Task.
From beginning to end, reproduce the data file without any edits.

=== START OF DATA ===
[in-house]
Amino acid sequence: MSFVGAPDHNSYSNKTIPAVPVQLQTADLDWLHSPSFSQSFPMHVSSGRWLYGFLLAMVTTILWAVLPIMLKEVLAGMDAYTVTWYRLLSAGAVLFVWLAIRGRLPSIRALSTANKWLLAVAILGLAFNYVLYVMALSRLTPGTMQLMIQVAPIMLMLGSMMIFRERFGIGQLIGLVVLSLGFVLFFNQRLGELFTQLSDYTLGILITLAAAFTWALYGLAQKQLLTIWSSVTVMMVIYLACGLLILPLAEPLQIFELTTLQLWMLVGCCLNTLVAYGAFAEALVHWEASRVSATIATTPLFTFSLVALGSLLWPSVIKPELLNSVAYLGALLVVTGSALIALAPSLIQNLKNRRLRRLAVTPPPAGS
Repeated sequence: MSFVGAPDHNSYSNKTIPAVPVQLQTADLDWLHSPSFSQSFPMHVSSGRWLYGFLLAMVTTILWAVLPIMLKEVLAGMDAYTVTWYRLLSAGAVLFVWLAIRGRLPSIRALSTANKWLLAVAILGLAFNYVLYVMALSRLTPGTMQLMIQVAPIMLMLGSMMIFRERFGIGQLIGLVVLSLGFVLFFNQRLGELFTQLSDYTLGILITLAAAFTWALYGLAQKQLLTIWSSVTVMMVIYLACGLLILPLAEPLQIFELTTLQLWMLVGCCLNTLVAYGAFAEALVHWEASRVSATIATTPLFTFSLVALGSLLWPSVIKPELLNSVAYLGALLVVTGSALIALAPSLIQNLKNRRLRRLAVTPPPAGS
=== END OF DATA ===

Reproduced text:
[in-house]
Amino acid sequence: MSFVGAPDHNSYSNKTIPAVPVQLQTADLDWLHSPSFSQSFPMHVSSGRWLYGFLLAMVTTILWAVLPIMLKEVLAGMDAYTVTWYRLLSAGAVLFVWLAIRGRLPSIRALSTANKWLLAVAILGLAFNYVLYVMALSRLTPGTMQLMIQVAPIMLMLGSMMIFRERFGIGQLIGLVVLSLGFVLFFNQRLGELFTQLSDYTLGILITLAAAFTWALYGLAQKQLLTIWSSVTVMMVIYLACGLLILPLAEPLQIFELTTLQLWMLVGCCLNTLVAYGAFAEALVHWEASRVSATIATTPLFTFSLVALGSLLWPSVIKPELLNSVAYLGALLVVTGSALIALAPSLIQNLKNRRLRRLAVTPPPAGS
Repeated sequence: MSFVGAPDHNSYSNKTIPAVPVQLQTADLDWLHSPSFSQSFPMHVSSGRWLYGFLLAMVTTILWAVLPIMLKEVLAGMDAYTVTWYRLLSAGAVLFVWLAIRGRLPSIRALSTANKWLLAVAILGLAFNYVLYVMALSRLTPGTMQLMIQVAPIMLMLGSMMIFRERFGIGQLIGLVVLSLGFVLFFNQRLGELFTQLSDYTLGILITLAAAFTWALYGLAQKQLLTIWSSVTVMMVIYLACGLLILPLAEPLQIFELTTLQLWMLVGCCLNTLVAYGAFAEALVHWEASRVSATIATTPLFTFSLVALGSLLWPSVIKPELLNSVAYLGALLVVTGSALIALAPSLIQNLKNRRLRRLAVTPPPAGS